without seeing or hearing anything of the enemy. The report of these last is not satisfactory. I shall keep out some good men. My pickets are all in a satisfactory condition.
Very respectfully, your obedient servant,
WM. W. AVERELL,
Brigadier-General of Volunteers, Commanding.
P. S.-A servant of one of the officers who was captured at Hartwood escaped from the rebels at Culpeper Court-House, and returned to our lines last night. I have sent for him.
HEADQUARTERS ARMY OF THE POTOMAC, December 7, 1862.
COMMANDING OFFICER VOLUNTEER ENGINEER BRIGADE:
General Burnside desires that no pontoons shall be moved beyond White Oak Church at present, and wishes to know if any have been taken beyond that point down the river; and, if so, how many? It would be well to avoid moving them at all. Please answer by bearer.
C. B. COMSTOCK,
Lieutenant of Engineers and Chief Engineer Army of the Potomac.
ARMY OF THE POTOMAC, CHIEF OF ARTILLERY, December 7, 1862.
General J. G. PARKE,
Chief of Staff:
GENERAL: On the 22nd of October, Colonel Tyler, First Connecticut Artillery, by my direction, submitted a memorandum on the organization of a siege train. This memorandum was approved (October 26), with some modifications; submitted to Major-General McClellan; approved by him, and returned to Colonel Tyler (October 27), with orders to have it carried out. The organization of three batteries of four 4 1/2-inch guns as batteries of position, to be used in the passage of rivers and other operations requiring them, the batteries to form part of the siege train at Richmond, was ordered at the same time. This latter organization not having been carried out as ordered, and it being of the utmost importance that the inconvenience now being felt from the non-arrival of the three position batteries should not occur before Richmond, I beg to bring under your notice the proposition submitted by Colonel Tyler, in order that steps may be taken to have it, if necessary, carried out immediately. The proposal was to have ready forty 4 1/2-inch siege guns, ten 8-inch howitzers, ten 10-inch mortars, ten 8-inch mortars, with all the necessary stores and means of transportation, the whole to be shipped on board suitable barges, ready for transportation by water to any point which may be designated. Colonel Tyler was selected for the duty of organizing this siege train, because he commanded the siege train at Yorktown and in the Peninsula. His regiment, officers and men, are, therefore, thoroughly acquainted with the duties required of them. In order, however, that the amount of artillery which it may be necessary to accumulate against any work previous to assaulting it may be placed in position with the greatest possible rapidity, it would be deplaned in position another heavy artillery regiment with Colonel Tyler's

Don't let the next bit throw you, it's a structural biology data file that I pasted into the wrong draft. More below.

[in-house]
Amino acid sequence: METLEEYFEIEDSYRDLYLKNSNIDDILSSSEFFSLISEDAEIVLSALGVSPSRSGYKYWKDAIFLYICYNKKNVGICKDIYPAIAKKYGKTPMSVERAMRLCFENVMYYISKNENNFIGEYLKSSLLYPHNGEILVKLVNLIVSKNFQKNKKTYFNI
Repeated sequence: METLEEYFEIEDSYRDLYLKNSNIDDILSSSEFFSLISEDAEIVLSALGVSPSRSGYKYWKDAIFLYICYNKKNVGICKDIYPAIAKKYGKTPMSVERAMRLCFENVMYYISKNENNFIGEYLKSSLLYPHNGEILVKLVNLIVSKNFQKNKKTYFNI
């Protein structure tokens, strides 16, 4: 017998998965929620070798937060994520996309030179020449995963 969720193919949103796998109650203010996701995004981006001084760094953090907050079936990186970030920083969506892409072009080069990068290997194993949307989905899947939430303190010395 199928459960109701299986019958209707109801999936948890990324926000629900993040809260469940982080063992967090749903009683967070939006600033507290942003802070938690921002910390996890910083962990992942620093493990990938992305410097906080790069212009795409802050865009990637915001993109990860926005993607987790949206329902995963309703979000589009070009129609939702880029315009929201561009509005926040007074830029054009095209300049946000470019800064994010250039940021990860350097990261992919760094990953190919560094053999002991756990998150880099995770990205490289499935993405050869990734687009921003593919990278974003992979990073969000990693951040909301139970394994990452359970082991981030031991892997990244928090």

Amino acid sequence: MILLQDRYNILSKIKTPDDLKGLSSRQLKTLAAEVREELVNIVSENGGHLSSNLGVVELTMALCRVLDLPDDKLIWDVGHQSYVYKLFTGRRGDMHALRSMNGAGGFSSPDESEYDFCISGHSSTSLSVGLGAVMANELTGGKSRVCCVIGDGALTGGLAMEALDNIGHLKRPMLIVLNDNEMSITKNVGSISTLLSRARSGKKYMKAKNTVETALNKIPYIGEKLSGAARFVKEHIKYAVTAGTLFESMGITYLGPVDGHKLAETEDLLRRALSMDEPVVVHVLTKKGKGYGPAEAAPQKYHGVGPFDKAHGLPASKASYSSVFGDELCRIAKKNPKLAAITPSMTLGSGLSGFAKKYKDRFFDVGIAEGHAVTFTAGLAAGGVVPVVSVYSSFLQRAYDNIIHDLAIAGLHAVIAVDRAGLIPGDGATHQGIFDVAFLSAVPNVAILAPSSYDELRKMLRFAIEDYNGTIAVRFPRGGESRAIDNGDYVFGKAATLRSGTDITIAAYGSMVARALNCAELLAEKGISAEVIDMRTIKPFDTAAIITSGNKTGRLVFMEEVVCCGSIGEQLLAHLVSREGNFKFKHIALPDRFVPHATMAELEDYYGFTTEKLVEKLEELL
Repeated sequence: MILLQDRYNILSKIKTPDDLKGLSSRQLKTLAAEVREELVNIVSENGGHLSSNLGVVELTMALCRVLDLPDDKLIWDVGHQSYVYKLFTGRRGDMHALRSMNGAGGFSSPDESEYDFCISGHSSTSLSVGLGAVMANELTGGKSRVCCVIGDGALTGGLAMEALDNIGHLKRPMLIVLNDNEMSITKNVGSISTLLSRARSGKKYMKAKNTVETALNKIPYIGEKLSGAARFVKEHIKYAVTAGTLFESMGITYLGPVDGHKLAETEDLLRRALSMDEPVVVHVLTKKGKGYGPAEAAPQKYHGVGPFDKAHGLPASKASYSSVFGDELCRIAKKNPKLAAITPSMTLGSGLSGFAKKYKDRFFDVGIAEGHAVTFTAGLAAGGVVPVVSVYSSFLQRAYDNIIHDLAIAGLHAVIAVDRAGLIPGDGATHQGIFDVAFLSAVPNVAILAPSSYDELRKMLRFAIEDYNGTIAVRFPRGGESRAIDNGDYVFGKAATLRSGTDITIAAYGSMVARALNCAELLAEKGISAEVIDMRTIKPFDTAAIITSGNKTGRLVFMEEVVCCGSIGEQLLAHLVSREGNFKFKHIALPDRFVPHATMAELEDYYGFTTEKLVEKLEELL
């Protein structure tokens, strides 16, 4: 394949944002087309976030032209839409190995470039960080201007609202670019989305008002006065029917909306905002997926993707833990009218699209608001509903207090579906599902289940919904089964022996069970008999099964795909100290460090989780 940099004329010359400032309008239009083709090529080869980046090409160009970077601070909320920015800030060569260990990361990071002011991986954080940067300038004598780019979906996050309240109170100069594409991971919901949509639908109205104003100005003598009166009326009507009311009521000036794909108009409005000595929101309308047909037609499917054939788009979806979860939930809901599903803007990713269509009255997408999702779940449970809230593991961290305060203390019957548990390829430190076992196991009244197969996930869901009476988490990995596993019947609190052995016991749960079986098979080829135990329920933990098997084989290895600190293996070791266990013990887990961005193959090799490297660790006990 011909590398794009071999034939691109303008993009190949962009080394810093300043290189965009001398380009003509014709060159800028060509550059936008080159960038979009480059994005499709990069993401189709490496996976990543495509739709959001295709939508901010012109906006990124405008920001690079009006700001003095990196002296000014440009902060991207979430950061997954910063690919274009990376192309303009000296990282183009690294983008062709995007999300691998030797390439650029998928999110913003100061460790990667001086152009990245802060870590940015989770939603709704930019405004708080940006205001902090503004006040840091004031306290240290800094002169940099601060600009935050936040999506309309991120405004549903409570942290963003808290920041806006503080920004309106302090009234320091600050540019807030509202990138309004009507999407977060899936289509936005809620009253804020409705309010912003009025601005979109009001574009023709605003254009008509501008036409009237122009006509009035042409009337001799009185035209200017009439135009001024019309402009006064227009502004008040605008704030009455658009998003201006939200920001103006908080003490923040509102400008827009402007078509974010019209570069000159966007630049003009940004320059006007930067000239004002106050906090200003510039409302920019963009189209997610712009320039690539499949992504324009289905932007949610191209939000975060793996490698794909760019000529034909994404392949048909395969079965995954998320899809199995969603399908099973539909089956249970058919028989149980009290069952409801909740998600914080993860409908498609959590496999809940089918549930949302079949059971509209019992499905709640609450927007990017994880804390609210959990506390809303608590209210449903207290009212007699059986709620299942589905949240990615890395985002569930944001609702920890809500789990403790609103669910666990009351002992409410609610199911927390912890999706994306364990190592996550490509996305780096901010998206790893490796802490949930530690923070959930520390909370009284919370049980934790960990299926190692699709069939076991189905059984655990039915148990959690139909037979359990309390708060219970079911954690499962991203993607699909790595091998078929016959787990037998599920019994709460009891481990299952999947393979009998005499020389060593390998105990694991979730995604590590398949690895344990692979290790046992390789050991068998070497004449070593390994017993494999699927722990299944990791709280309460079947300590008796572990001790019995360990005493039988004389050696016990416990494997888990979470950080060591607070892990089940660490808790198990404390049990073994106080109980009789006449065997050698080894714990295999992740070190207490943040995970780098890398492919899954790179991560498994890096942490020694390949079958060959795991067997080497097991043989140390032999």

The placing of rifled 32-pounders in position at Fredericksburg (6 1/1-inch